Tension, flexibility and self-criticism are more important than the model

Tension, flexibility and self-criticism

Organizations exploring PNAs often become fixated on the model they should use — often ignoring the more important considerations.

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The model is important. However, most important is whether the model fits the context. For instance:

  • Does the model create sufficient tension for desirable change, such as quality improvement and appropriate service redistribution?
  • Is the model sufficiently flexible to avoid imprisonment through its funding sources, e.g. state payment systems based on hospital activity?
  • Is the model sufficiently self-critical in its governance (especially clinical governance) to understand and deliver on change requirements?

What this means for CEOs and Boards is that for PNAs to work, they need to think in ‘systems terms’.

The unit of analysis cannot simply be the institution. It has to take into consideration the wider ambitions and constraints of all players. This is often at odds with low-risk approaches to corporate governance driven by narrow performance parameters, such as short-term fi measures and operating process targets. So healthcare CEOs often face a tension between how their organizations are rewarded and the behaviors on which their sustained development depend.

For Aidan Kehoe, CEO of the Royal Liverpool and Broadgreen Hospitals in England, a number of conflicts threatened to block the development of a ‘health precinct’ around the largest of the organization’s existing hospitals.

Their plans aimed at securing long-term health and wealth creation for the city and beyond. It now comprises:

  • an ‘accelerator’ facility to house start-up life sciences companies
  • the relocation of a tertiary cancer hospital onto the campus
  • the assimilation of research and other activities into a ‘Knowledge Quarter’
  • furthering their relationship with the Northern Health Alliance — a regional collaboration of eight universities and eight university hospitals.

The complexity and tensions presented by these ambitious plans were significant, but for Kehoe the most important thing was to focus on the long-term goal of improving the health of the people of Liverpool.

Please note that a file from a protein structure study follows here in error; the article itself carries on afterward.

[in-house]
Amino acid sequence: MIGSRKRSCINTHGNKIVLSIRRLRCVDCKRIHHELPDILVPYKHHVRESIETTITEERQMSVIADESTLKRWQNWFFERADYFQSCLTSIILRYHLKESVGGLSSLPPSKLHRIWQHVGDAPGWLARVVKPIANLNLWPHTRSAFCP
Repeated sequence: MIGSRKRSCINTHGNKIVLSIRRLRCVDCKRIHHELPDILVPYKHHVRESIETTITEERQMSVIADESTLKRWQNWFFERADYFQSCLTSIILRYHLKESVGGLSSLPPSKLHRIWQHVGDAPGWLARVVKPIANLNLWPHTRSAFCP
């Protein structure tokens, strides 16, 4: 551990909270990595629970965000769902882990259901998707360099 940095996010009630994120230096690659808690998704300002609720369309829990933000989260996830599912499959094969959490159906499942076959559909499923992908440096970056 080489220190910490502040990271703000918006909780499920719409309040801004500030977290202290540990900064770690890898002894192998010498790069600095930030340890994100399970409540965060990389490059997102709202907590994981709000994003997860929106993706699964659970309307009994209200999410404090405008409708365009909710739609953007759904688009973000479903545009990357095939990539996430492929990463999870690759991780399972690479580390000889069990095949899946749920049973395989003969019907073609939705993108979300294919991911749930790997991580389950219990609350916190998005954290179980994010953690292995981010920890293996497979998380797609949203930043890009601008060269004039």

The model, business case and multiple compliance requirements of regulators and other authorities could then all be developed around that strategic vision.

He lays strong emphasis on the skills needed of himself and his colleagues. “Most good teams can manage the day-to-day, but different skills are needed to stay with the big picture and to build the relationships necessary for all the collaborations and partnerships concerned.” This system lens through which organizations and their leaders must look for success was identified by Katz and Khan in the 1970s, Senge in the 1990s, and many commentators since.1,2,3 The challenge for leaders in the coming decades is to choose and stick to a sustainable path and protect it from the tyranny of the present.

Consider

  • Have you addressed the questions on context listed in this section?
  • Have you understood how your organization will be changed by PNA activity?
  • Have you clarified your internal capability to deliver PNA activity?

Footnotes

1Katz D and Khan Robert L. The Social Psychology of Organizations. New York. Wiley. 1966.

2Senge Peter M. The Fifth Discipline: the Art and Practice of the Learning Organization. New York. Doubleday. 1990.

3Hofstede Gerd. Cultures and Organizations : Software of the Mind. Administrative Science Quarterly 38. 1993.

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